Microfluidic Inflammatory Tumor Model for Drug Discovery in Patients with Systemic Infection
DescriptionIn cancer patients, systemic bacterial infections are serious complications during chemotherapy, affecting patients' prognosis and survival. Clinical studies have demonstrated a correlation between bacterial infection and tumour progression. However, due to the inherent heterogeneity and complexity of bacterial infections, both cancer-promoting and anticancer effects have been reported in the presence of bacteria-mediated inflammation. A well-defined model is needed to perform quantitative and dynamic analyses of bacteria–tumour interactions to accurately assesstumour response under bacteria-mediated inflammation. Due to its rapid processing rate, small size and multiplex assay capabilities applicable even to patient blood samples, microfluidics technology is important for advancing point-of-care testing. In vitro drug screening platforms can be beneficial for personalized medicine because they integrate the micro-environmental cues that mimic the tumour microenvironment. In previous studies, we demonstrated the use of integrated microfluidic platforms to establish patient-derived tumour models and develop downstream drug screening applications. However, it is extremely technically challenging to evaluate the effects of tumour-related microbiomes on drug efficacy, which limits the efficacy of conventional treatment methods in the presence of systemic infections. Therefore, it is necessary to develop new combinatorial treatments that use antibacterial agents to improve prognoses and outcomes. In the proposed project, we will develop a microfluidic inflammatory tumour model by combining the advantages of microfluidics and integrated in vitro systems to realise point-of-care drug testing and discovery. The parameters of the inflammatory tumour model will be defined by considering the types of bacteria and the sites of infection. The dimensions of the microstructures should be relevant to the micrometastasis formed in vivo. Moreover, the conditions optimal for tumour growth will be incorporated alongside the integrated components previously optimised using our patient-derived models. Systematic studies will be conducted to obtain quantitative outputs that provide insights into how bacterial distribution in tumour tissues affects cancer cell phenotypes and tumour progression. Although cellular drug concentrations in vivo are influenced by clinical pharmacokinetics, in vitro tools remain pivotal for predicting tumour response to new combinatorial treatments that focus on toxicity or synergy by assessing the half-maximal inhibitory concentration (IC50). The microfluidic bacteria–tumour platform will be automated through computer-controlled programming to realise the continuous monitoring of tumour dynamics under the influence of bacterial infection. In sum, the proposed novel microfluidic inflammatory tumour model will provide a unique means to evaluate the combination of anticancer and antimicrobial drugs, thereby advancing automated medical technology for point-of-care testing.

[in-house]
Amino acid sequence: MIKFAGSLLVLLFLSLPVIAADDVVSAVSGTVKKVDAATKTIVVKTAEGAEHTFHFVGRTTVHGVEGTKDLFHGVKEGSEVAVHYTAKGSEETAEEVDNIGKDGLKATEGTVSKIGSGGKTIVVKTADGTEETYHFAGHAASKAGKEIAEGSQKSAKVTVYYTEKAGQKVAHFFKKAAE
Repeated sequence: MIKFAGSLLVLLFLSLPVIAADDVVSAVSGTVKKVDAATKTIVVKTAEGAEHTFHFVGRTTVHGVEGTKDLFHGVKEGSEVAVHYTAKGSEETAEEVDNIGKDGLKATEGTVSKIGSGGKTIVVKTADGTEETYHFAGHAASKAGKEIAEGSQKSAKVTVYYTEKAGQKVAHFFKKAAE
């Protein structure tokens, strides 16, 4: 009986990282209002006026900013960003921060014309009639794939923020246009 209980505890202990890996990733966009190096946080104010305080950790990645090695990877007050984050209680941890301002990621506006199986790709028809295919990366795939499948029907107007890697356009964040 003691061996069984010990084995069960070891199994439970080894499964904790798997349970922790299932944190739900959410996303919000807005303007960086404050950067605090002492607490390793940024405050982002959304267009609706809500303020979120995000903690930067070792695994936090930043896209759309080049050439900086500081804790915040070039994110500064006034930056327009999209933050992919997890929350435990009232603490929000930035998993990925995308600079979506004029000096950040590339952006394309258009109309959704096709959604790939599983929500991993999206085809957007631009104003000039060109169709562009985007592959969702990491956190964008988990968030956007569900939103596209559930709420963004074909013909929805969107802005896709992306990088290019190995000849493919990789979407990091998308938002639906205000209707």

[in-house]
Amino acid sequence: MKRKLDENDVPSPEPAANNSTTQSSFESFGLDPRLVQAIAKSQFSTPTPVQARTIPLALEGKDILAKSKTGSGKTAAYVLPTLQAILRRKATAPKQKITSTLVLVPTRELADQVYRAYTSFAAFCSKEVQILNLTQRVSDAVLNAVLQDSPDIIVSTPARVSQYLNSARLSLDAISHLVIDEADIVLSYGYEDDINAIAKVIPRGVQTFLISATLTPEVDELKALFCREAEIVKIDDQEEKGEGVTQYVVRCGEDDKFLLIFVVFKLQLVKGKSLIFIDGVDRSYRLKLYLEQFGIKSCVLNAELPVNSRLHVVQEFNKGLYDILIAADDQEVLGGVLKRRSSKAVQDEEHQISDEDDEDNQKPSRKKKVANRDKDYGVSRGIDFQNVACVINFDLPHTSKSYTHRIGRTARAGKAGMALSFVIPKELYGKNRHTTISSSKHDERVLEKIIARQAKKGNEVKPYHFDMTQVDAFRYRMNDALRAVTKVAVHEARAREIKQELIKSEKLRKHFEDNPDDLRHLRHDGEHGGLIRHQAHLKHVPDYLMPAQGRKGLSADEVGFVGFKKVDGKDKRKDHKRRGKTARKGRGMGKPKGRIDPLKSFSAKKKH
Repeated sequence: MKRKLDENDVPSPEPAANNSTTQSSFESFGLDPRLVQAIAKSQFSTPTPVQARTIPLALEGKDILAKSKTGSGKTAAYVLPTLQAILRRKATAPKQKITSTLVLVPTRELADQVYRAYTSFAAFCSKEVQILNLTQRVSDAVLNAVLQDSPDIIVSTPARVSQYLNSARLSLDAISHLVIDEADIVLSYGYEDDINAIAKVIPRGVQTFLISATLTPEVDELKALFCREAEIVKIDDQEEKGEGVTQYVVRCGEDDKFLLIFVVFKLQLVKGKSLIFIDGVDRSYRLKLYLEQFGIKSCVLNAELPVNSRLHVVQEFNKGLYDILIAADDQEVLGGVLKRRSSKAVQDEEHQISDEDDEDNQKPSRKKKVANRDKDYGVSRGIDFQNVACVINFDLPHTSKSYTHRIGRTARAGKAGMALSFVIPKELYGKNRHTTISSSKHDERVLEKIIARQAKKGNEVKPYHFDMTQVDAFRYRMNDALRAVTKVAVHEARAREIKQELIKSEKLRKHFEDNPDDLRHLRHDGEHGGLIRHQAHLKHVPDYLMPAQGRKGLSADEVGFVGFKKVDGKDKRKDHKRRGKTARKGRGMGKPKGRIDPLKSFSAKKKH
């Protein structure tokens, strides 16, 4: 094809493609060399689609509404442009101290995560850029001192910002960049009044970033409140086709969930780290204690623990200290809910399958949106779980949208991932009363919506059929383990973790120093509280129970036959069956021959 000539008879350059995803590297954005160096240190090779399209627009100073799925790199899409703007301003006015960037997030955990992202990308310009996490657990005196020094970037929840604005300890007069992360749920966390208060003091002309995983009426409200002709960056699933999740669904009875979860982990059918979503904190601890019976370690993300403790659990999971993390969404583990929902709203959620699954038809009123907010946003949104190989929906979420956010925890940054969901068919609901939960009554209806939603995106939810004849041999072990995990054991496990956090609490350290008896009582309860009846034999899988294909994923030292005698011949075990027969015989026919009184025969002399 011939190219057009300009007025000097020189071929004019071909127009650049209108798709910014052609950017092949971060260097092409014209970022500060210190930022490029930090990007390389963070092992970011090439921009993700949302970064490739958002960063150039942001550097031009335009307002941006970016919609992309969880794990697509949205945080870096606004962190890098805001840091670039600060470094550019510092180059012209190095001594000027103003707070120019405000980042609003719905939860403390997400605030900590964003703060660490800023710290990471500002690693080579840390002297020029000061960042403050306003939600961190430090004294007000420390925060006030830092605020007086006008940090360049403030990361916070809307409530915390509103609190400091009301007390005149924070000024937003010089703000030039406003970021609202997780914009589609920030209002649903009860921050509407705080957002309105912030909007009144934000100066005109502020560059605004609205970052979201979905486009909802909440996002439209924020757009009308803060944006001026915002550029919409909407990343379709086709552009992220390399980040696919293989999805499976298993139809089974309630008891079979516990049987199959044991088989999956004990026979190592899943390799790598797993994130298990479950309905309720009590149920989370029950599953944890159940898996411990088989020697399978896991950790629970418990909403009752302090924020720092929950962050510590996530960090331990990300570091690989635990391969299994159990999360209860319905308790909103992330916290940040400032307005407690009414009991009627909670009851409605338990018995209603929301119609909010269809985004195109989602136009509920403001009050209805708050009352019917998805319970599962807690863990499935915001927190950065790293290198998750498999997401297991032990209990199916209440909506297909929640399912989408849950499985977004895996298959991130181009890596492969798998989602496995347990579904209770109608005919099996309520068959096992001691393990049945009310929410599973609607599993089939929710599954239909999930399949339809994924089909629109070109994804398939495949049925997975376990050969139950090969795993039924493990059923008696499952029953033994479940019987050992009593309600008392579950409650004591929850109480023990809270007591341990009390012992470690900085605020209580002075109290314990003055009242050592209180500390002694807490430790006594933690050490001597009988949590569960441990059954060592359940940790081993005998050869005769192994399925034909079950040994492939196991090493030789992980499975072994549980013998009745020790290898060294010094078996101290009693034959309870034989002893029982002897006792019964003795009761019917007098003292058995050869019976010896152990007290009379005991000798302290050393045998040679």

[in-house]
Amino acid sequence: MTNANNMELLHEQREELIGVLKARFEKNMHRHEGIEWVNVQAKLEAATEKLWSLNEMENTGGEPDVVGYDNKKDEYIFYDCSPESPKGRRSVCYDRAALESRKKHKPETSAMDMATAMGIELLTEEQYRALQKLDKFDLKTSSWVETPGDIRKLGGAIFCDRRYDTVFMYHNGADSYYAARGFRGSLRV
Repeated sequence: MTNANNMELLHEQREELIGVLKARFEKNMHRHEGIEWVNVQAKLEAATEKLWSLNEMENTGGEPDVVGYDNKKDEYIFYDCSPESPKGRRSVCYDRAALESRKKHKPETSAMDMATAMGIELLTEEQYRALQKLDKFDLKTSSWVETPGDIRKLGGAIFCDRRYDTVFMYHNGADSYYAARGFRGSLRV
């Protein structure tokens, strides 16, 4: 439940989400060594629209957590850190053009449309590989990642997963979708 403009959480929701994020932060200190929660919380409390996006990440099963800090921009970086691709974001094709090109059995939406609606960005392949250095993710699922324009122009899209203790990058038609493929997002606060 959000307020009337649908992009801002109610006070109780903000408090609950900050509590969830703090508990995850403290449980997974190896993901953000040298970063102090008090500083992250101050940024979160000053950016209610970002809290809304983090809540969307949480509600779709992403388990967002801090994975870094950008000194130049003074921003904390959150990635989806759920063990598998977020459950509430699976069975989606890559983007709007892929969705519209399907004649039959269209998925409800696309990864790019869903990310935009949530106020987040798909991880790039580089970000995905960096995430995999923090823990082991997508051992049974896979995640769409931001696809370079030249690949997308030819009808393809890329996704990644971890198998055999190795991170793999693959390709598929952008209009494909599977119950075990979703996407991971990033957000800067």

|Effective start/end date||1/01/22 → …|